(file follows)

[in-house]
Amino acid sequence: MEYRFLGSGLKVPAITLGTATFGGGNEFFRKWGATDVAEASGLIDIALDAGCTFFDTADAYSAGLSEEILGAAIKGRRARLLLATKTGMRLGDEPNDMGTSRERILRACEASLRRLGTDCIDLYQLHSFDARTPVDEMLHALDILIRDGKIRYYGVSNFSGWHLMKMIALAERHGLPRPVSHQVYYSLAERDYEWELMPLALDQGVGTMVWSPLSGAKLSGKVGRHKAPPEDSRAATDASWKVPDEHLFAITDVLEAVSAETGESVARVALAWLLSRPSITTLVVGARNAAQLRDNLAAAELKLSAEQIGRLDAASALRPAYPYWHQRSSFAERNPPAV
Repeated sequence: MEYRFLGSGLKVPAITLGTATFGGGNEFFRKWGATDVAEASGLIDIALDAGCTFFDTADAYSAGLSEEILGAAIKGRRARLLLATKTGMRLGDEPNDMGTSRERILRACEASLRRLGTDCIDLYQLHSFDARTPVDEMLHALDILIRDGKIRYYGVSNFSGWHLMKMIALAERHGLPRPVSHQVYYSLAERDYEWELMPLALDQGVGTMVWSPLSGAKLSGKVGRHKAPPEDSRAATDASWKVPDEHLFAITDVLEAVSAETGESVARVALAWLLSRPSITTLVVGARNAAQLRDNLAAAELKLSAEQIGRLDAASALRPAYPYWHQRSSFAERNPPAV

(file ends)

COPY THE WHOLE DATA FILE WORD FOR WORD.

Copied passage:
[in-house]
Amino acid sequence: MEYRFLGSGLKVPAITLGTATFGGGNEFFRKWGATDVAEASGLIDIALDAGCTFFDTADAYSAGLSEEILGAAIKGRRARLLLATKTGMRLGDEPNDMGTSRERILRACEASLRRLGTDCIDLYQLHSFDARTPVDEMLHALDILIRDGKIRYYGVSNFSGWHLMKMIALAERHGLPRPVSHQVYYSLAERDYEWELMPLALDQGVGTMVWSPLSGAKLSGKVGRHKAPPEDSRAATDASWKVPDEHLFAITDVLEAVSAETGESVARVALAWLLSRPSITTLVVGARNAAQLRDNLAAAELKLSAEQIGRLDAASALRPAYPYWHQRSSFAERNPPAV
Repeated sequence: MEYRFLGSGLKVPAITLGTATFGGGNEFFRKWGATDVAEASGLIDIALDAGCTFFDTADAYSAGLSEEILGAAIKGRRARLLLATKTGMRLGDEPNDMGTSRERILRACEASLRRLGTDCIDLYQLHSFDARTPVDEMLHALDILIRDGKIRYYGVSNFSGWHLMKMIALAERHGLPRPVSHQVYYSLAERDYEWELMPLALDQGVGTMVWSPLSGAKLSGKVGRHKAPPEDSRAATDASWKVPDEHLFAITDVLEAVSAETGESVARVALAWLLSRPSITTLVVGARNAAQLRDNLAAAELKLSAEQIGRLDAASALRPAYPYWHQRSSFAERNPPAV